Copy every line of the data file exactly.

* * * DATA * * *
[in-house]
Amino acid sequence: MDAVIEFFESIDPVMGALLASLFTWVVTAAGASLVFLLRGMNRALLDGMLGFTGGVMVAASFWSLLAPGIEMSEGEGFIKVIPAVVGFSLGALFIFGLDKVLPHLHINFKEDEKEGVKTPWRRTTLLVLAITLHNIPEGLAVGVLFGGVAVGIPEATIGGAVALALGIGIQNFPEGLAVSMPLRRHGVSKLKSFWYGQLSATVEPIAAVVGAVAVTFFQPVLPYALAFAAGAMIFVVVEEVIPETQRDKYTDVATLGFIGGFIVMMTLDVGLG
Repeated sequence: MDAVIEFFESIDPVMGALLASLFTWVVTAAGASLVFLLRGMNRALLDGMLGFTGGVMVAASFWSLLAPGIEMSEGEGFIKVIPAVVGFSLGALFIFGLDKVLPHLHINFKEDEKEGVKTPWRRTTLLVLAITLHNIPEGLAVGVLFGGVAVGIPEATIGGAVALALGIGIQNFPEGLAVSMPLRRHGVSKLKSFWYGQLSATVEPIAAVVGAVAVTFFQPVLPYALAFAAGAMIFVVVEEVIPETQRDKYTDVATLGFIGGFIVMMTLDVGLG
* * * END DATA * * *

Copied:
[in-house]
Amino acid sequence: MDAVIEFFESIDPVMGALLASLFTWVVTAAGASLVFLLRGMNRALLDGMLGFTGGVMVAASFWSLLAPGIEMSEGEGFIKVIPAVVGFSLGALFIFGLDKVLPHLHINFKEDEKEGVKTPWRRTTLLVLAITLHNIPEGLAVGVLFGGVAVGIPEATIGGAVALALGIGIQNFPEGLAVSMPLRRHGVSKLKSFWYGQLSATVEPIAAVVGAVAVTFFQPVLPYALAFAAGAMIFVVVEEVIPETQRDKYTDVATLGFIGGFIVMMTLDVGLG
Repeated sequence: MDAVIEFFESIDPVMGALLASLFTWVVTAAGASLVFLLRGMNRALLDGMLGFTGGVMVAASFWSLLAPGIEMSEGEGFIKVIPAVVGFSLGALFIFGLDKVLPHLHINFKEDEKEGVKTPWRRTTLLVLAITLHNIPEGLAVGVLFGGVAVGIPEATIGGAVALALGIGIQNFPEGLAVSMPLRRHGVSKLKSFWYGQLSATVEPIAAVVGAVAVTFFQPVLPYALAFAAGAMIFVVVEEVIPETQRDKYTDVATLGFIGGFIVMMTLDVGLG